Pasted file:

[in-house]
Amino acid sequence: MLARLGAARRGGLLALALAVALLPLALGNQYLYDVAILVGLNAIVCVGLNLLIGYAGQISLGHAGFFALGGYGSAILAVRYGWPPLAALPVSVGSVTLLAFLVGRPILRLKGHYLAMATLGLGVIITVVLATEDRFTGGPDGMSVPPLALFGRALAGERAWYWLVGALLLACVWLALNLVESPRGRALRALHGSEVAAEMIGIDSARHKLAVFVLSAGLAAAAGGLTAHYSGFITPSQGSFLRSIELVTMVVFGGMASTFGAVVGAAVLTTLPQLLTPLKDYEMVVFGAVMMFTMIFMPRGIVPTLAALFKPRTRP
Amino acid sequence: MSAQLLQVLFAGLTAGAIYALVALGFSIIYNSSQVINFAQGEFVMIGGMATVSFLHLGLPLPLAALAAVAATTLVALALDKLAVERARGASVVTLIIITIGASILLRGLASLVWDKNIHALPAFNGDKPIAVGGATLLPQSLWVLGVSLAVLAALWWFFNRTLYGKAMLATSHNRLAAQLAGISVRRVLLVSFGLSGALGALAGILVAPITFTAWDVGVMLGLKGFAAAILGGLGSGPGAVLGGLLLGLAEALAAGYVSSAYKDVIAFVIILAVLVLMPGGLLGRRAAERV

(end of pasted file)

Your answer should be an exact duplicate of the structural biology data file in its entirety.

[in-house]
Amino acid sequence: MLARLGAARRGGLLALALAVALLPLALGNQYLYDVAILVGLNAIVCVGLNLLIGYAGQISLGHAGFFALGGYGSAILAVRYGWPPLAALPVSVGSVTLLAFLVGRPILRLKGHYLAMATLGLGVIITVVLATEDRFTGGPDGMSVPPLALFGRALAGERAWYWLVGALLLACVWLALNLVESPRGRALRALHGSEVAAEMIGIDSARHKLAVFVLSAGLAAAAGGLTAHYSGFITPSQGSFLRSIELVTMVVFGGMASTFGAVVGAAVLTTLPQLLTPLKDYEMVVFGAVMMFTMIFMPRGIVPTLAALFKPRTRP
Amino acid sequence: MSAQLLQVLFAGLTAGAIYALVALGFSIIYNSSQVINFAQGEFVMIGGMATVSFLHLGLPLPLAALAAVAATTLVALALDKLAVERARGASVVTLIIITIGASILLRGLASLVWDKNIHALPAFNGDKPIAVGGATLLPQSLWVLGVSLAVLAALWWFFNRTLYGKAMLATSHNRLAAQLAGISVRRVLLVSFGLSGALGALAGILVAPITFTAWDVGVMLGLKGFAAAILGGLGSGPGAVLGGLLLGLAEALAAGYVSSAYKDVIAFVIILAVLVLMPGGLLGRRAAERV